Your immune system is responsible for defending your body against bacteria and viruses. In some cases, your immune system will defend substances that do not normally pose a threat to the human body. These substances are known as allergens, and when your body reacts with them, they cause an allergic reaction.
You can sniff out allergens that cause a reaction, eat, and touch it. Doctors can also use allergens to diagnose allergies, and even inject them into your body as a form of treatment.
The American Academy of Allergy, Asthma and Immunology (AAAAI) reported that up to 50 million people in the United States suffer from a type of allergic disease.
What causes allergies?
Doctors do not know why people experience allergies. Allergy appears to operate in families and can be inherited. If you have a close family member who is allergic, you are more likely to have allergies.
Although the causes of the development of allergies are unknown, there are some substances that usually cause allergies. People with allergies usually have an allergy to one or more of the following:
Bee stings or bites from other insects
Some foods, including nuts or oysters
Some medications, such as penicillin or aspirin
Pollen or molds
What are the symptoms of allergic reaction?
Symptoms of allergic reaction can vary from mild to severe. If you become susceptible to allergens for the first time, symptoms may be mild. These symptoms may worsen if you become allergic to them.
Symptoms of mild allergic reaction can include:
Bees (red spots itchy on the skin)
Nasal congestion (commonly known as rhinitis)
Watery eyes or itching
Severe allergies can cause the following symptoms:
Abdominal cramping or pain
Pain or tightness in the chest
Fear or anxiety
Nausea or vomiting
Swelling in the face, eyes or tongue
Acute and sudden allergic reactions may develop within seconds after exposure to allergens. This type of reaction is known as hypersensitivity and leads to life threatening symptoms, including bronchial swelling, inability to breathe, and a sharp drop in blood pressure.
If you experience this type of allergies, ask for urgent emergency assistance. Without treatment, this condition can lead to death within 15 minutes.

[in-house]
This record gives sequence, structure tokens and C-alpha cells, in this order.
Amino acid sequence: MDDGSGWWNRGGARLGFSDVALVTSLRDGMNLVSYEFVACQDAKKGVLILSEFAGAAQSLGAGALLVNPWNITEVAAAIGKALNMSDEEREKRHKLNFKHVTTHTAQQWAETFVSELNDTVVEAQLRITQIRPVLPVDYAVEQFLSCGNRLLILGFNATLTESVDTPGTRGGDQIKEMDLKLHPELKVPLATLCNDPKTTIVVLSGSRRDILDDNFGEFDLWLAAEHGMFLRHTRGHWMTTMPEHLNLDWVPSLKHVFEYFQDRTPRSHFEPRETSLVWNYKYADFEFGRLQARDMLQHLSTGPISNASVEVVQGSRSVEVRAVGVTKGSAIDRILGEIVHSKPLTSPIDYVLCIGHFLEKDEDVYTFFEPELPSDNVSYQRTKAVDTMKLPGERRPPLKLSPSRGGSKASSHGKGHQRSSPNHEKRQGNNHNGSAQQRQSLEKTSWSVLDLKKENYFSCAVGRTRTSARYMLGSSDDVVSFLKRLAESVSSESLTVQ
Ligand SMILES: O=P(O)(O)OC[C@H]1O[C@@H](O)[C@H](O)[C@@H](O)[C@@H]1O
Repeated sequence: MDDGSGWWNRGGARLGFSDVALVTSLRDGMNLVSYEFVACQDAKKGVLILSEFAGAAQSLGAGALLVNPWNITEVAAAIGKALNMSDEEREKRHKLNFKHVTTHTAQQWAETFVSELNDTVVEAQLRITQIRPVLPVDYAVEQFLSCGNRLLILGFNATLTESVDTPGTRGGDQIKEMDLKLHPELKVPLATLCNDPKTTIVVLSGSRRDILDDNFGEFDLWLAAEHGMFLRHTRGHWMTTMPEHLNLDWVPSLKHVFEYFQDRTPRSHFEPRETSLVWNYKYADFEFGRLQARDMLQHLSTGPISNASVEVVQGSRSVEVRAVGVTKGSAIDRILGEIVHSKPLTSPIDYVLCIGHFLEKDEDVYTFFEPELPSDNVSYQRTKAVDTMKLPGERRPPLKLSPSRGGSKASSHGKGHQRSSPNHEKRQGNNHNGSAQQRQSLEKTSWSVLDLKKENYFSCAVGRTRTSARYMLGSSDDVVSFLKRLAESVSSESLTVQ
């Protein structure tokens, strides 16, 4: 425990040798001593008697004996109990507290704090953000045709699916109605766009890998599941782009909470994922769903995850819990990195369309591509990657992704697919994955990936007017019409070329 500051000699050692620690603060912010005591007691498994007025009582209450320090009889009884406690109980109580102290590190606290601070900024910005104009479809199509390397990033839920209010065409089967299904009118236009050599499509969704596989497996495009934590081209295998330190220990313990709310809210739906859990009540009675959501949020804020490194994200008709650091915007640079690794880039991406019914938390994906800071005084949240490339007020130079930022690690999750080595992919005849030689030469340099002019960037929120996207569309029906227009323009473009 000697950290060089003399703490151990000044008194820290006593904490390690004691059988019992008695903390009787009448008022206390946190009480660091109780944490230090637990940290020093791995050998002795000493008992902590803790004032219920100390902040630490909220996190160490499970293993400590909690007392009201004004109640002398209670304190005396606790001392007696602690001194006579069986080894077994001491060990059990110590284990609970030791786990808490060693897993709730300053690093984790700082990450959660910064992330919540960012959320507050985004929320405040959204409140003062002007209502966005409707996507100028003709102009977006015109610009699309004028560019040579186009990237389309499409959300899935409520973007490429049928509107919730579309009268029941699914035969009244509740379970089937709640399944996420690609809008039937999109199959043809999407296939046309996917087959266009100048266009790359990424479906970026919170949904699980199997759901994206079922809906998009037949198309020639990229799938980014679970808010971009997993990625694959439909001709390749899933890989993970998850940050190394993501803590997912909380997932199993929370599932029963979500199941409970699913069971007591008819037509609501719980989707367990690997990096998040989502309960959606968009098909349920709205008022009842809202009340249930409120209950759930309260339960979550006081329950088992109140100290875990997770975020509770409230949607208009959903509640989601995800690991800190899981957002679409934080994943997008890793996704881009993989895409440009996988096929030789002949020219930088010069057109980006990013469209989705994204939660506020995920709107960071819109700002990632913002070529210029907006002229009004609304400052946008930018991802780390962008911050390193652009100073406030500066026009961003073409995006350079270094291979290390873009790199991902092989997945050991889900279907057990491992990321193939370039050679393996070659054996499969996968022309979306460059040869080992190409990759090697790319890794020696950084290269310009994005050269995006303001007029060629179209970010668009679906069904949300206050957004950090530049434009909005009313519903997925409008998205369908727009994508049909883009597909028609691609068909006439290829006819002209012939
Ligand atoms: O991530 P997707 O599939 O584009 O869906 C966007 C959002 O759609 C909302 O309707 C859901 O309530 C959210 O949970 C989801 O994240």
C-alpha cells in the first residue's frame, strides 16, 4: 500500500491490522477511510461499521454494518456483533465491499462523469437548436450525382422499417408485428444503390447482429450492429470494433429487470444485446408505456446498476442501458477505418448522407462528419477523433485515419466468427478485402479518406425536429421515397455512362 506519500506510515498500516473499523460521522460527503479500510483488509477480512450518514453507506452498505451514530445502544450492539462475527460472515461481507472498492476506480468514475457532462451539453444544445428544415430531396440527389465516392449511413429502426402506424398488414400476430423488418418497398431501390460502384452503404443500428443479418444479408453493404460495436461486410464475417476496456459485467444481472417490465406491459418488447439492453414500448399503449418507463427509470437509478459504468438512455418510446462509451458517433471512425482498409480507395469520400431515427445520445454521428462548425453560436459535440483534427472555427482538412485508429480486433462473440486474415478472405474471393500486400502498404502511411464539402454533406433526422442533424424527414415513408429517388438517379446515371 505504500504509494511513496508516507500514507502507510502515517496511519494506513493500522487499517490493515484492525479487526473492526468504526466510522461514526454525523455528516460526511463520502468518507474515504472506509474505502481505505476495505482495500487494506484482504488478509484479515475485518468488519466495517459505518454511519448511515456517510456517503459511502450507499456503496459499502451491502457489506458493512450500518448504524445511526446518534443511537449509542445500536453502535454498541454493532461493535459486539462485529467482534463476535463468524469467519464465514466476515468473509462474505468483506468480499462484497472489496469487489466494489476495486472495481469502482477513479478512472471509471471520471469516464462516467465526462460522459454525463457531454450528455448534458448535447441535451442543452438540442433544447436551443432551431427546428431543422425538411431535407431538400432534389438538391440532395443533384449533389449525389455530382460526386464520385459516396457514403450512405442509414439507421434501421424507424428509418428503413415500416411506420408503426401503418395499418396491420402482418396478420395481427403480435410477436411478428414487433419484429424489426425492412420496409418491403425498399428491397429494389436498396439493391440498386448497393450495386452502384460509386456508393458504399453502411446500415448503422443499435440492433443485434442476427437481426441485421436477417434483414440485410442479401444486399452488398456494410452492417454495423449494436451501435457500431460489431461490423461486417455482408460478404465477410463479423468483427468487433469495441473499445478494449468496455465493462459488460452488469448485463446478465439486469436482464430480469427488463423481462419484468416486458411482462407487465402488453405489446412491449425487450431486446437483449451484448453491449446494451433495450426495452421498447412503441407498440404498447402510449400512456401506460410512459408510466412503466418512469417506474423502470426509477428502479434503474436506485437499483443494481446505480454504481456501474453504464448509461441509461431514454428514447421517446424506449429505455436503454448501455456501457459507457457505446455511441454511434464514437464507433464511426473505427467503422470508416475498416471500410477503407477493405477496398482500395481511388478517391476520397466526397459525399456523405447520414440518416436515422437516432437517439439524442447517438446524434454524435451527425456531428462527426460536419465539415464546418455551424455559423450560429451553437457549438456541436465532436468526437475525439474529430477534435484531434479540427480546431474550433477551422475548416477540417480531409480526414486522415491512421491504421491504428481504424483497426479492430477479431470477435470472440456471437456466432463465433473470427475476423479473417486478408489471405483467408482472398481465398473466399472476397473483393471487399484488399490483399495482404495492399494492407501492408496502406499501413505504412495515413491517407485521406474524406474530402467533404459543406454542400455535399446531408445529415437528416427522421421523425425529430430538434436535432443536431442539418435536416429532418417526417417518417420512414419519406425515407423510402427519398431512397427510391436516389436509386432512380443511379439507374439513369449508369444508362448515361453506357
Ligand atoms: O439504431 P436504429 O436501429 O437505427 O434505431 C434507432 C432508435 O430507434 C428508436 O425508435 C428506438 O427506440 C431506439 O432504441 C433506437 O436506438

How is allergies diagnosed?
Your doctor can diagnose allergies. If you experience allergic symptoms, your doctor will check your health history. If your allergic reactions are severe, your doctor may ask you to keep a journal detailing your symptoms and the substances that cause them.
Your doctor may want to ask for tests to determine your allergens. The most common types of allergic tests are:
Challenge tests (type of elimination)
he skin and monitoring the reaction. The substance may be recorded on the skin (spot test), or applied through a small prick on the skin (tingling test of the skin), or injected directly under the skin (intracranial test).
The skin test is the most valuable to diagnose:
Food allergies (such as oysters or peanuts)
Mold, pollen, allergies and animal fur
Sensitivity of penicillin
Poison sensitivity (such as mosquito bites or bee stings)
Allergic contact dermatitis (skin rash obtained from touching the substance)
The challenge test is useful in diagnosing food allergies. It involves removing food from your diet for several weeks and observing the symptoms when eating again.
The blood test for allergies tests your blood for antibodies against potential allergens. An antibody is a protein produced by the body to fight harmful substances. Blood tests are an option when the skin test is not useful or possible.
How is allergic treatment treated?
If you have an allergic reaction and do not know why, you may need to see your doctor to determine the cause of your allergies. If you have symptoms of allergies and a known experience, you may not need to seek medical care if symptoms are mild.
In most cases, non-prescription antihistamines, such as diphenhydramine (benadril), can be effective in controlling light allergic reactions.
If you or someone you know is suffering from a severe allergic reaction, you should seek emergency medical care. Check to see if the person is breathing, call 911, and CPR if necessary.
People with known allergies often have emergency medications, such as the EpiPen injector. Epinephrine is a “salvage drug” because it opens the airways and increases blood pressure. A person may need to help you manage the medication. If a person is unconscious, you should:
Place them flat on their backs.
Lift their legs.
Cover it with a blanket.
This will help prevent shock.
What are the long-term prospects?
If you have a known sensitivity, allergy prevention will improve your outlook. You can prevent these reactions by avoiding allergens that affect you. If you have serious allergic reactions, you should always carry EpiPen and inject yourself in the event of symptoms.
Your look also depends on your sensitivity. If you have a mild reaction of allergy and treatment requests, you will have a good chance of healing. However, the symptoms may recur if the allergen is touched again.
If you have a severe allergic reaction, your outlook depends on receiving emergency emergency care. Hypersensitivity can lead to death. Urgent medical care is necessary to improve your results.
How can you prevent allergies?
Once you determine your sensitivity, you can:
Look for medical care if you are allergic.
Take the medicine to treat allergy.
You may not be able to avoid the allergic reaction altogether, but these steps can help you prevent future allergic reactions.